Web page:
Loden is immensely grateful for everything the scholarship fund provided for her.

“I got back to Ole Miss in seven months, when they told me that I would never get back to college,” she said. “I used the scholarship. It was important to me.”

While at Ole Miss, she advocated for accessibility issues. People with disabilities face many small challenges that most people never think about, she said.

For example, the mechanisms that open and close doors on campus often had the tension set too tight for disabled students to operate. It was an easy fix, but it made a big difference, Loden said.

“People care and want to help, but unless you keep these issues in the discussion, people just don’t realize how small thing can make a huge difference in helping people,” she said.

Since she graduated in 2012, Loden has suffered a stroke and endured five more major surgeries. She battles issues related to dysfunction in the central nervous system, such as balance problems. Deaf due to her condition, she uses an iPad equipped with software that transcribes what people are saying so she can read it and carry on a conversation.

Still, she works as a sports coordinator for the Itawamba County Times. She covers three different high schools.

More than 480 runners have signed up for the Great 38 Race, and the group is on pace to surpass last year’s 800-plus entries, said Marvin King, race director and associate professor of political science, who taught Loden during her time at UM. Organizers hope that a big push in the weeks leading to the third annual event will improve upon the $5,000 it has risen toward scholarships for each of the last two years.

“What happens with races is it’s the same amount of work whether we have 5,000 people or 800,” King said. “If I’m designing a shirt, you just get more printed up, and we get more water and bananas, but it’s the same course.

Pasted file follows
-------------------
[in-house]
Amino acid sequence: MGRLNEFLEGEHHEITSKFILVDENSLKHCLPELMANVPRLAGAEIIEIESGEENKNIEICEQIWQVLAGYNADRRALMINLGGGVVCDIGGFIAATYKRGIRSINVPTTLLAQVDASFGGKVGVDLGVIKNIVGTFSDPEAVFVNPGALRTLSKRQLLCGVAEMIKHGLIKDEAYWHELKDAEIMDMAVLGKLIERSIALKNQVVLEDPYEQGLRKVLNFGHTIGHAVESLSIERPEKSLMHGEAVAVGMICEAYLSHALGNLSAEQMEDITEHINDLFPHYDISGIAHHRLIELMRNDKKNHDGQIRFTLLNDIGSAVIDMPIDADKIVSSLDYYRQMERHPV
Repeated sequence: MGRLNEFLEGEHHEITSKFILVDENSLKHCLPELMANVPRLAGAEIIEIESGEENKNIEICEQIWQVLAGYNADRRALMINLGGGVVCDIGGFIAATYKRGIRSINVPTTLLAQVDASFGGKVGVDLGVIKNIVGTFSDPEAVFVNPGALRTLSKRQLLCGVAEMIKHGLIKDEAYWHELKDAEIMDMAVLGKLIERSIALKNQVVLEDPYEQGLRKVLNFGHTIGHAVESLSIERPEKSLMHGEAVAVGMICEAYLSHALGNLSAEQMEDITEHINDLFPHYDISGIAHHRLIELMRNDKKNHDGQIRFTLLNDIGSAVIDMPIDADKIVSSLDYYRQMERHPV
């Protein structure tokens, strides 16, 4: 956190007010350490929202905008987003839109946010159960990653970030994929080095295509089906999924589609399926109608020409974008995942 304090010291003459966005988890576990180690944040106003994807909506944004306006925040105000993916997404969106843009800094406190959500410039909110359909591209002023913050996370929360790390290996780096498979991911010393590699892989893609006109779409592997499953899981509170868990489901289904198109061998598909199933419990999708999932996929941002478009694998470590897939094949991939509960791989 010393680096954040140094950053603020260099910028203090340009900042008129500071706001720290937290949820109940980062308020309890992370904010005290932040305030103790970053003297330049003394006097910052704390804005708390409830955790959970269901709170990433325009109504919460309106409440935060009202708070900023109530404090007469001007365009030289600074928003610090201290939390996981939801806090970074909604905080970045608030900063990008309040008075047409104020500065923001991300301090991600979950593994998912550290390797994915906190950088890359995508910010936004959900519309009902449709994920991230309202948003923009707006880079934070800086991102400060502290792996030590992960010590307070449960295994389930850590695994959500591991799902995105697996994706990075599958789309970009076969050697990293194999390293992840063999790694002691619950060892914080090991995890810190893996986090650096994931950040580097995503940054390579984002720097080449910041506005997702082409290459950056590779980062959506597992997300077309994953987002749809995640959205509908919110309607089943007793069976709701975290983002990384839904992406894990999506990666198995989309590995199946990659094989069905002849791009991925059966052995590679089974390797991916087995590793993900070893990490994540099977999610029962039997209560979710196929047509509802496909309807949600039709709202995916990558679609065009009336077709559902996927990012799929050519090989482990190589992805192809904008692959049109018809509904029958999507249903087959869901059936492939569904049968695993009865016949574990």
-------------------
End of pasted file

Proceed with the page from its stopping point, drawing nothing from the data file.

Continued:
“We’re trying to raise money for the Chucky Mullins scholarship, but with economies of scale, we’d be able to donate more. This scholarship supports a great cause.”

Great Race 2018 graphic imageThe top three male and female finishers in each of the races receive prize money, and those who run the 8-mile race or the half-marathon get a Great 38 Race medal.

The race sticks to the football theme. The route finishes at the 38-yard line of Vaught-Hemingway Stadium. The Ole Miss spirit squad will be on hand, and runners can see themselves on the video board as they cross the finish line.

The day before the race, an expo will feature activities designed to get kids excited about exercise.

Besides raising money for students in need, the goal of Run Oxford, which co-sponsors the event with the Department of Intercollegiate Athletics, is to promote healthy habits.

“The mission of Run Oxford is kid-friendly and getting kids interested in exercise, so that way they become lifelong runners,” King said.

The group still needs volunteers to work the day of the race, he said. For more information and ways to sign up, volunteer or donate, visit the Great 38 website.

As she gears up for the race, Loden bristles at the notion of being an “inspiration,” but acknowledges that she gets called one. She hopes running the race will encourage others to “never quit.”

“I don’t really understand why people say it,” Loden said. “But sometimes I think it’s because they don’t know when I’m having trouble or struggling with things. I came to look at it like if I can help somebody through what I’ve been through with NF, that helps makes it easier to deal with everything. Easier – it’s still hard.”